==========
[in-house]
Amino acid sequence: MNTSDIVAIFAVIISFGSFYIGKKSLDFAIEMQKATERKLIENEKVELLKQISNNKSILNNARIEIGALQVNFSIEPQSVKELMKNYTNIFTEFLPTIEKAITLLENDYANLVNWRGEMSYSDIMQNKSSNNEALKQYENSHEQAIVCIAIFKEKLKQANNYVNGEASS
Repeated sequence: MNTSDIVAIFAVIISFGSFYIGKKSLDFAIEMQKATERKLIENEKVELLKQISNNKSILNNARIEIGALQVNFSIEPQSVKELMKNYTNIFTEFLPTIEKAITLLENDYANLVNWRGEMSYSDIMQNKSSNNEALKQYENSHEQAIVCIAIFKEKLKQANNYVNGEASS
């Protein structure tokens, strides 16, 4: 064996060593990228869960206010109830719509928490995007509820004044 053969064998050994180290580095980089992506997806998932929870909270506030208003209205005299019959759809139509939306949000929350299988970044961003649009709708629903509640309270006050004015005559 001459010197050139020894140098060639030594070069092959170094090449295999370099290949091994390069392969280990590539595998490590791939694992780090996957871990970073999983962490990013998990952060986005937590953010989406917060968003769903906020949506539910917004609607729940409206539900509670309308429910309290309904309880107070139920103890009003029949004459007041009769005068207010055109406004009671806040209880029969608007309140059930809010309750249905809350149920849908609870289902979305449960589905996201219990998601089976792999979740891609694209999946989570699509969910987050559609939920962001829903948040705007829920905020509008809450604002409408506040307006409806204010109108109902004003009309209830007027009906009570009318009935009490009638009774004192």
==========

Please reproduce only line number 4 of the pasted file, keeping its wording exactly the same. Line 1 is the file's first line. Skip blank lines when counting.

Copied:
């Protein structure tokens, strides 16, 4: 064996060593990228869960206010109830719509928490995007509820004044 053969064998050994180290580095980089992506997806998932929870909270506030208003209205005299019959759809139509939306949000929350299988970044961003649009709708629903509640309270006050004015005559 001459010197050139020894140098060639030594070069092959170094090449295999370099290949091994390069392969280990590539595998490590791939694992780090996957871990970073999983962490990013998990952060986005937590953010989406917060968003769903906020949506539910917004609607729940409206539900509670309308429910309290309904309880107070139920103890009003029949004459007041009769005068207010055109406004009671806040209880029969608007309140059930809010309750249905809350149920849908609870289902979305449960589905996201219990998601089976792999979740891609694209999946989570699509969910987050559609939920962001829903948040705007829920905020509008809450604002409408506040307006409806204010109108109902004003009309209830007027009906009570009318009935009490009638009774004192």